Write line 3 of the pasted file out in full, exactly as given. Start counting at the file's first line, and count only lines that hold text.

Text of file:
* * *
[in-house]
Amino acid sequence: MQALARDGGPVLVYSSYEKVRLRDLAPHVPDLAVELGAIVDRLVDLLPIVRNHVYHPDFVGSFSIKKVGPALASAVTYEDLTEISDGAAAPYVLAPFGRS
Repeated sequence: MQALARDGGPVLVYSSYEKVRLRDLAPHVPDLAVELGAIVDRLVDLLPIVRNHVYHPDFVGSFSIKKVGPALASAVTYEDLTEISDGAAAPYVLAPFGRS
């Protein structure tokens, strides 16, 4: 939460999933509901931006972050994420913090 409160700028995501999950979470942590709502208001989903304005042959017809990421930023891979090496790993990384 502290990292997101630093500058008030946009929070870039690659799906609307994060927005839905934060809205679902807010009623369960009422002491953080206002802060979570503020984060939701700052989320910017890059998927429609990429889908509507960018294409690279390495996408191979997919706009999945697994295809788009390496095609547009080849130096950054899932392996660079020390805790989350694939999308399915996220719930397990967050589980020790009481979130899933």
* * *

Repeated sequence: MQALARDGGPVLVYSSYEKVRLRDLAPHVPDLAVELGAIVDRLVDLLPIVRNHVYHPDFVGSFSIKKVGPALASAVTYEDLTEISDGAAAPYVLAPFGRS